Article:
065: Mihai Stanca | 4 Things You Should Do Every Morning and The Importance of Your Personal Life to Have A Successful Day

Today we’ve got Mihai Stanca, Founder of Leaders Academy. Mihai has been working for more than 10 years as a logistics Manager for Southeastern Europe in a multinational consulting company. He is a professional engineer and has a Master in Project Management, plus other degrees from various fields, from accounting to communication and sales techniques.
In this episode, we get into the 4 things you should do every morning, we talk about why your personal life is so important to have a successful day and the platform he and his partner have been building over in Romania. Check it out!

Mihai’s learning journey and Masterminds

The Mastermind Effect:  01:57

Our ability to learn has drastically changed over the last 5-10 years with just technology. When you and I were younger, it was the textbooks and the teachers. And that became our friends and our family and our co-workers. But that’s really a sliver of what’s possible. How has your learning changed from your early years versus today?

Mihai Stanca:  02:23

Wow, we’ve changed a lot because as you said, when we were younger, we don’t have all this technology. All we have in Romania was books, and most of them were books written by people from Romania, or war or Europe, it was very hard to have a book from US, for example. But right now we can learn from everybody, it’s very easy, it’s very useful. You can learn in your way, when you have time. Because of this opportunity with the technology, you don’t have to reschedule your task. So it’s very, very, very easy. It’s a big opportunity, all you have to do is to take the information, this is the first step and the most important step is to apply the information. Otherwise, you just know some information for a coffee talk.

The Mastermind Effect:  03:15

Yeah, and that keeps coming back a lot lately. We can really take in so much information, you can take in as much as you want. But if you don’t apply it, then what was it really worth? If it’s just sitting up there, that keeps coming back and someone that I’ve gotten to know calls it the intention -intervention gap, which is take the information that you can take in enough, but then make sure you’re able to apply it and utilize it as opposed to just say I read 50 books this year.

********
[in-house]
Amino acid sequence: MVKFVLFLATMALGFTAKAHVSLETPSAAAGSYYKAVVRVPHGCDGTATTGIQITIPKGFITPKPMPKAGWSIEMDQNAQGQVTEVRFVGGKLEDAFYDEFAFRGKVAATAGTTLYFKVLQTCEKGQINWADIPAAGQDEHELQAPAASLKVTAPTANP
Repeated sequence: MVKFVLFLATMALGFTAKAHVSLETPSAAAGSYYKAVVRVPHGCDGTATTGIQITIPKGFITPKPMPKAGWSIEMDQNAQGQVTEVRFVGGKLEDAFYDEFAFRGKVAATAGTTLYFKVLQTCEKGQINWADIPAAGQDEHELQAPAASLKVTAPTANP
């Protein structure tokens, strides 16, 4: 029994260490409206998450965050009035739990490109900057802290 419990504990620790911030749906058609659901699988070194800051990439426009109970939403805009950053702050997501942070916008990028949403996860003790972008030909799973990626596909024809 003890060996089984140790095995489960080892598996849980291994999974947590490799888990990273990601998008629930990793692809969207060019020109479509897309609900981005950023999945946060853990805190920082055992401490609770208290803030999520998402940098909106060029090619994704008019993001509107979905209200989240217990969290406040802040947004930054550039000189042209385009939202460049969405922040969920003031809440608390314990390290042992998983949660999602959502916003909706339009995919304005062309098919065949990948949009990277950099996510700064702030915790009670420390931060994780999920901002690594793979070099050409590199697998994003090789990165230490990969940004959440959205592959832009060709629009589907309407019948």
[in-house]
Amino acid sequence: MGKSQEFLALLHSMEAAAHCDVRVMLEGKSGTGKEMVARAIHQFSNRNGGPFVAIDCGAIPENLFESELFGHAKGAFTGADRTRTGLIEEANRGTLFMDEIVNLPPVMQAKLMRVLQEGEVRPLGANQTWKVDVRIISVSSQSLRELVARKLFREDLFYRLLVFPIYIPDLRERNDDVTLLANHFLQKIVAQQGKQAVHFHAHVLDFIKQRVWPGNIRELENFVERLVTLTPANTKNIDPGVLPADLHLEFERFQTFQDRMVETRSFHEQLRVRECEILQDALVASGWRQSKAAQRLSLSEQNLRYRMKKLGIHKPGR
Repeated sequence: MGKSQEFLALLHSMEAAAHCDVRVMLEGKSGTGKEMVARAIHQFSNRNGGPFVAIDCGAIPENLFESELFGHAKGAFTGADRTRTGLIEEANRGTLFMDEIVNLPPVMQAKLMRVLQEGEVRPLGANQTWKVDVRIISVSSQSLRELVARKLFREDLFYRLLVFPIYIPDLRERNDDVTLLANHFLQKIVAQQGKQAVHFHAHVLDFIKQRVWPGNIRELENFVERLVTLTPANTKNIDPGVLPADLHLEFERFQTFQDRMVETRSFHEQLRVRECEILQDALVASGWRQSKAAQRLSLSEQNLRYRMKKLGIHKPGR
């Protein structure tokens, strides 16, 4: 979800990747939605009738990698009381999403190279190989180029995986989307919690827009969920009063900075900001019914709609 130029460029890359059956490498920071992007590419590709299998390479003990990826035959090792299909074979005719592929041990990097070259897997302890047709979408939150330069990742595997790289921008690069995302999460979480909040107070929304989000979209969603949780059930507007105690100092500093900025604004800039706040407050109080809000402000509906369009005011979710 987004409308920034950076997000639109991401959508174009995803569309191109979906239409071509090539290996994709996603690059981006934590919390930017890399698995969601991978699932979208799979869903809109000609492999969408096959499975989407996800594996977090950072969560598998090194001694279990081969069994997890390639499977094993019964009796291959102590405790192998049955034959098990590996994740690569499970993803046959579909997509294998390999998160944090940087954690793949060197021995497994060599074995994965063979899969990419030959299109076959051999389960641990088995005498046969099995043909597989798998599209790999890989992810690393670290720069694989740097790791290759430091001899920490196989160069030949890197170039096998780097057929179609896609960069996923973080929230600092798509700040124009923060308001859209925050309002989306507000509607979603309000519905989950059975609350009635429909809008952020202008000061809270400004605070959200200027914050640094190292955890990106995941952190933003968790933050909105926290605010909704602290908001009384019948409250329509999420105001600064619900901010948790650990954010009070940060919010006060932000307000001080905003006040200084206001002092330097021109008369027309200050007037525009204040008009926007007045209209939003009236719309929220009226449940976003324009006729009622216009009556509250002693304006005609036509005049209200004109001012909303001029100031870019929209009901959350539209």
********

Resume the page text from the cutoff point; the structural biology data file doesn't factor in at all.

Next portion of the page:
Mihai Stanca:  03:41

Yeah, you’re right. Because from my experience with my clients, and we have one-on-one clients for let’s say their small business which is less than $1 million. And also we have big clients who were working with the management of some factories and everything. And the issue is the same–they don’t know exactly their numbers. They don’t know exactly what they are wanting to do.

So the first step to have success is it doesn’t matter what it means successful. The first step to success is to have a vision. You have to have this vision and you have to have this vision very clear because our mind is a brain image. If you tell me a word then I don’t know that word, I will not have an image so I don’t know what to do with the word. It’s like as you let’s say that you’re taking a cab and you take the driver say “Hey, hello, where should I drive for you?” Then you’re like “Okay, don’t drive me to the theater. Okay, don’t drive into the cathedral. Okay, where to drive?” That gap is in your mind. You have to tell your mind where to drive and it has to have this vision and to have to have a purpose to connect the vision with a purpose.

The Mastermind Effect:  05:08

Yeah, yeah, absolutely, absolutely. And we’ll get into a little bit more of success later on. So I’m excited that we’re going to be able to go down that route about what success is because it’s different for everyone. And a lot of us, we don’t really define it. But, you know, let me ask you about this, we have more ways to take in information than ever before. Some people utilize mentors, coaches, masterminds, you know, we’re on The Mastermind Effect, we might talk about masterminds, accountability buddies, a lot of different ways to take in information and then actually to be able to utilize that. Who are you currently learning from and how did you find them?

Mihai Stanca:  05:43

I learned from Joel Bauer. Actually, let’s start with six years before, and I want to have a fast jump in my career. I took three mentors, one was a Romanian guy, one is a lady, who was dealing with my emotions and a little bit of spiritual side, and then other the other guy was from America. His name is Joel Bauer.

If you know him, he’s a very interesting guy. From Joel, I was learning business strategies. And I had here in Romania, that lady who was dealing with my emotions, and my feelings about what I have to do, what is success from my point of view, how to change these, because I’m not coming from a rich family.